Otherwise, there are few pitfalls in this storytelling mode. However, there are a number of readers out there who, for whatever reason, will not read first-person novels (based on my research into reader POV preferences). I suspect the reason for this is first person is very commonly used in young adult and middle grade novels, so some readers feel this direct perspective is somehow childish or less serious. Personally, I think that’s a ridiculous position—Moby Dick, for example, is certainly not childish or unserious. However, this opinion is still worth taking into account as you consider your potential audience.
Speaking of Moby Dick, it’s also worth noting that a first-person perspective does NOT need to belong to the protagonist. Indeed, a neutral observer can offer a very effective first-person point of view.
Second Person: the least popular POV
In second person, you are the POV character, or at least, the pronoun “you” is used to refer to the main character experiencing the events of the story. This mode creates an interesting sense of immediacy, but many readers find second person distracting or, worse, extremely annoying. To pull off a second-person POV, the story absolutely needs to warrant it.
The best example of second person I’ve come across is in Rabbit Ears by Maggie de Vries. Another popular example is N. K. Jemisin’s award-winning Broken Earth trilogy, though in this case, I personally found the second-person narration a distraction that diminished my immersion and appreciation of the story.
Keep in mind that “you” can also be used outside second person as a form of “reader address”. Indeed, this can be an excellent way to build voice and add a conversational element.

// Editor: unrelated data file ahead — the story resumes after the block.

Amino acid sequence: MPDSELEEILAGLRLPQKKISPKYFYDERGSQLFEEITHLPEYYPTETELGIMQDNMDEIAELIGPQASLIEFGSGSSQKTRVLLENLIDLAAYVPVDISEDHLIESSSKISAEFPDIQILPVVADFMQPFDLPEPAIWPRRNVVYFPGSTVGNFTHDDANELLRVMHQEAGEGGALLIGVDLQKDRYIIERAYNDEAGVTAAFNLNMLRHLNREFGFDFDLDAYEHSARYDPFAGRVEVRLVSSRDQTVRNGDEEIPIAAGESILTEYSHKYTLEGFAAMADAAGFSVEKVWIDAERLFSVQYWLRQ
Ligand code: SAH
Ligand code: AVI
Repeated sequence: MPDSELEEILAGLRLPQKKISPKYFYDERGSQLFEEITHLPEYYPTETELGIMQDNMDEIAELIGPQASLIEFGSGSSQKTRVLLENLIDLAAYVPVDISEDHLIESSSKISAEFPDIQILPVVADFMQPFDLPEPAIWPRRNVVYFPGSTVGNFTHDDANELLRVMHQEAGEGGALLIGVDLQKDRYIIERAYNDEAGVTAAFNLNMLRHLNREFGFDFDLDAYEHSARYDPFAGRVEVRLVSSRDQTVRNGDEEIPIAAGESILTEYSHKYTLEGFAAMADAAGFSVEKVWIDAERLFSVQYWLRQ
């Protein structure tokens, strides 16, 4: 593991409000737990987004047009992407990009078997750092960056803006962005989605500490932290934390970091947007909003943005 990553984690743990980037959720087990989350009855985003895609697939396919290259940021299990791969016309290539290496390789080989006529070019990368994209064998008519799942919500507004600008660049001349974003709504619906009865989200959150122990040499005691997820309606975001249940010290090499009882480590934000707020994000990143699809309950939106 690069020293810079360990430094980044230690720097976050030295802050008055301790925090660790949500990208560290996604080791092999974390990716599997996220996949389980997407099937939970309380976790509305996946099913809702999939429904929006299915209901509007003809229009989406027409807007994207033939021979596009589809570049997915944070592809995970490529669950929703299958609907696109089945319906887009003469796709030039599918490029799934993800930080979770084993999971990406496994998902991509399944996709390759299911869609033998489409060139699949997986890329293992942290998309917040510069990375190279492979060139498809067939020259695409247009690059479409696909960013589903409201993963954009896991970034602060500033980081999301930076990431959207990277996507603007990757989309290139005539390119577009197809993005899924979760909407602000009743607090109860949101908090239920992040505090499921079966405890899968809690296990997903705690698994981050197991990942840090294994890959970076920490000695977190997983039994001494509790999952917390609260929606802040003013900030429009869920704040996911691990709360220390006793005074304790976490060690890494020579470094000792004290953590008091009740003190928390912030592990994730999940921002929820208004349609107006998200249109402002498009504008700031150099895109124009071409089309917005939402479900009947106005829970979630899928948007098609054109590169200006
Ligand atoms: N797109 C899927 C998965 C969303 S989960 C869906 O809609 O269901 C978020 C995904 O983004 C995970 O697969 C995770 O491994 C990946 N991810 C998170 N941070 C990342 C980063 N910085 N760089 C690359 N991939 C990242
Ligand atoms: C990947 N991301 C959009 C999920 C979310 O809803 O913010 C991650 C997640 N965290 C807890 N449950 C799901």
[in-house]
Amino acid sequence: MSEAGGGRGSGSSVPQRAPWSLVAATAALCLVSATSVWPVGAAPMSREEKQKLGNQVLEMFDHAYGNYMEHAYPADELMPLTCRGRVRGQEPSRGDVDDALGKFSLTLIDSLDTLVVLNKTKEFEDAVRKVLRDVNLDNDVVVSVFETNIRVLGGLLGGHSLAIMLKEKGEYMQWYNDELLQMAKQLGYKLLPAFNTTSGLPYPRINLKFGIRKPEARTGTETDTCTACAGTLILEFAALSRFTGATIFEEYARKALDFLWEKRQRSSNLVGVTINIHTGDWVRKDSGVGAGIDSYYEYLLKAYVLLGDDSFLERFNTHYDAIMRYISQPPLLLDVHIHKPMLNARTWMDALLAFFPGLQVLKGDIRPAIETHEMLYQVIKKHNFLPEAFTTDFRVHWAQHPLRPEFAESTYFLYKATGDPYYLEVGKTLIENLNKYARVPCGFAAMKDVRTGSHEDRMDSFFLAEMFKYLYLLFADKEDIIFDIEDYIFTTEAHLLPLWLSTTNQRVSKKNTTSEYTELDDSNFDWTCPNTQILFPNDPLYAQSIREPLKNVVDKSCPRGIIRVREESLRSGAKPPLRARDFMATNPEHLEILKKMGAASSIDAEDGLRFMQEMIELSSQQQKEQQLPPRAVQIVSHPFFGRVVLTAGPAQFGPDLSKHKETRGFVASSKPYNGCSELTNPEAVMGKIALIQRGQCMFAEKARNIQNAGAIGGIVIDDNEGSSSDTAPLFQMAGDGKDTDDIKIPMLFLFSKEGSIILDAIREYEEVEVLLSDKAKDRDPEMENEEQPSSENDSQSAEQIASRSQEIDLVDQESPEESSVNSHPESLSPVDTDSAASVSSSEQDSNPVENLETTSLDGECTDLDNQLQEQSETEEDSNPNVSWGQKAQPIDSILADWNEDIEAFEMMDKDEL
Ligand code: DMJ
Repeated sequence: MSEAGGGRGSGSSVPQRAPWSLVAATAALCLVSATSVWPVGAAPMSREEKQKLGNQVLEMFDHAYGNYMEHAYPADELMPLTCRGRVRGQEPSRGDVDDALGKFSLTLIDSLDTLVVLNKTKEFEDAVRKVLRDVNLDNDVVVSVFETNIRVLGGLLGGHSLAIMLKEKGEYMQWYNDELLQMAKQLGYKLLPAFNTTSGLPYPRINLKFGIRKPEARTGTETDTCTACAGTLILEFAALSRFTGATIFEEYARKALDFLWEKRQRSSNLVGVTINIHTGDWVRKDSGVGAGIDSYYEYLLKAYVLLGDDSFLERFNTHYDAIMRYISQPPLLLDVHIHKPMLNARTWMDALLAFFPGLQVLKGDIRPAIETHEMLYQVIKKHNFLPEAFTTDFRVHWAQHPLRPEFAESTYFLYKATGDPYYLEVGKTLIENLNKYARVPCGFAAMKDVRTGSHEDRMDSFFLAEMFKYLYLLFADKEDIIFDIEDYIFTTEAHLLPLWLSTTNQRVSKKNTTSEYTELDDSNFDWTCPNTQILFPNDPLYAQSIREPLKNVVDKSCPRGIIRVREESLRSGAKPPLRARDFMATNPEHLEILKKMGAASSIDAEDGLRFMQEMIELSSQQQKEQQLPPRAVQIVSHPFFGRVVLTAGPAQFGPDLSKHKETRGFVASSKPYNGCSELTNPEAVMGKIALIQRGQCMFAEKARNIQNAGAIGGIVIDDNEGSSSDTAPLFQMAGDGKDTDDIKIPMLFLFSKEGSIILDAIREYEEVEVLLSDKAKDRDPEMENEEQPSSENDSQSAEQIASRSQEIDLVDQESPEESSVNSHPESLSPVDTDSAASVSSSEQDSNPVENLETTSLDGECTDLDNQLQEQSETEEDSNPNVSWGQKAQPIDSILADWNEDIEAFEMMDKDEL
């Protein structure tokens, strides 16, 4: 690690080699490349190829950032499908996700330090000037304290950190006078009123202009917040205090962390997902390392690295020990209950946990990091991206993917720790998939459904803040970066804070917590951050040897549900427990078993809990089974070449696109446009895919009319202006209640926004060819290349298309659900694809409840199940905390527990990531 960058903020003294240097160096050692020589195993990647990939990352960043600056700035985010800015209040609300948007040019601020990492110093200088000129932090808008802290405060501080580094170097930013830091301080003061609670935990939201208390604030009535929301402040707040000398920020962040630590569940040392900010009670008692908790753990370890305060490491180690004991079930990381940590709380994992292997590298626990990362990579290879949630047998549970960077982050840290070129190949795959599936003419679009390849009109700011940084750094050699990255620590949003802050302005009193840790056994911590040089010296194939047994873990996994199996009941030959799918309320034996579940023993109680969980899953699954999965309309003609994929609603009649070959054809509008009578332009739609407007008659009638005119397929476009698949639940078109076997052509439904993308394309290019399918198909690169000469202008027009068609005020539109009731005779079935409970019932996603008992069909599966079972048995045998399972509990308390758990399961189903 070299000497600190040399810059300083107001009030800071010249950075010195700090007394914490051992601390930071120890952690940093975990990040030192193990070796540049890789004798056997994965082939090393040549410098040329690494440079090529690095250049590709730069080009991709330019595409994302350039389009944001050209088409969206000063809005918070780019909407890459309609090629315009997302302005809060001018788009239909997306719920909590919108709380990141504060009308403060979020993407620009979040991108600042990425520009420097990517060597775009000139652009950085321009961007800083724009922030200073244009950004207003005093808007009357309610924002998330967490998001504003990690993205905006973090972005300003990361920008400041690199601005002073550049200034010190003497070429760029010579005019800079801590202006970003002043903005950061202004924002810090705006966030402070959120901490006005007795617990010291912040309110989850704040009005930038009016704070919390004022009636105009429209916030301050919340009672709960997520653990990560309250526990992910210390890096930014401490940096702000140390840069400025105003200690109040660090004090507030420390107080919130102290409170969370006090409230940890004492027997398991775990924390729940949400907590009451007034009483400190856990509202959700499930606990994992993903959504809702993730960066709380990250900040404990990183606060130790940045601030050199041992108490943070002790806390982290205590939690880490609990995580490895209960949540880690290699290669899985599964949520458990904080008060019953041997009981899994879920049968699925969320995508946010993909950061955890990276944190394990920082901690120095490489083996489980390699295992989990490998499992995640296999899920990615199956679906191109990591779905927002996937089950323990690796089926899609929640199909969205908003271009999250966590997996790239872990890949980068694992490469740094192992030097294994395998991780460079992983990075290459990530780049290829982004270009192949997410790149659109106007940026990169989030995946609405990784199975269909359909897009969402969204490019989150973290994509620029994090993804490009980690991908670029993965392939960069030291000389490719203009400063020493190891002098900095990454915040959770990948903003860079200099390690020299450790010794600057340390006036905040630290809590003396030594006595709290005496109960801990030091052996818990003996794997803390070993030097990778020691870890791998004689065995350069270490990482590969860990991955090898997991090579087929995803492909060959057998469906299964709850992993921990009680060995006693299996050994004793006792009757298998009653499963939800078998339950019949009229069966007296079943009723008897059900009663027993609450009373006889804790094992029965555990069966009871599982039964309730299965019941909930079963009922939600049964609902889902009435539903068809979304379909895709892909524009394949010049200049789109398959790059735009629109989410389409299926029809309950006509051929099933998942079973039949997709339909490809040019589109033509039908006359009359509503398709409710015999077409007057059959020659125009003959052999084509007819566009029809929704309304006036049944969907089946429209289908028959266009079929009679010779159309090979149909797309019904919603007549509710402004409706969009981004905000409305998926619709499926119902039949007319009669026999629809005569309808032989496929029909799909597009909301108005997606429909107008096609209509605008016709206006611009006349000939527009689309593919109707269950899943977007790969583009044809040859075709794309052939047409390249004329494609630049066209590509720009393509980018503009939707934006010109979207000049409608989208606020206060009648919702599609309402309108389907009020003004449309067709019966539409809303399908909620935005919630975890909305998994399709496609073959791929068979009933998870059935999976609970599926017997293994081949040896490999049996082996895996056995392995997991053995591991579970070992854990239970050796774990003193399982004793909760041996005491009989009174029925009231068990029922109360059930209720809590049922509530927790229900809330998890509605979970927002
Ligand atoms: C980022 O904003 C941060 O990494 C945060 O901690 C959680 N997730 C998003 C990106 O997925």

If you’re still not sure what POV best suits your narrative, play around. Write a scene from one character’s close third, then shift into their first-person perspective, then take a step back and rewrite the scene from the angle of another character altogether, or even a ghost or alien who is observing the action as a complete outsider. An experiment like this can be a great way to wade into your narrative. Ultimately, however, the story itself should determine how it will best be told.
Finally, I’d like to recommend a novel that is an excellent read and also a valuable study in perspective. In Too Like the Lightning, Ada Palmer does a masterful job blending elements of first person, omniscience, and alternate first, with frequent second person in the form of reader address.
David Griffin Brown is an award-winning short fiction writer and co-author of Immersion and Emotion: The Two Pillars of Storytelling. He holds a BA in anthropology from UVic and an MFA in creative writing from UBC, and his writing has been published in literary magazines such as the Malahat Review and Grain. In 2022, he was the recipient of a New Artist grant from the Canada Council for the Arts. David founded Darling Axe Editing in 2018, and as part of his Book Broker interview series, he has compiled querying advice from over 100 literary agents. He lives in Victoria, Canada, on the traditional territory of the Songhees and Esquimalt Nations.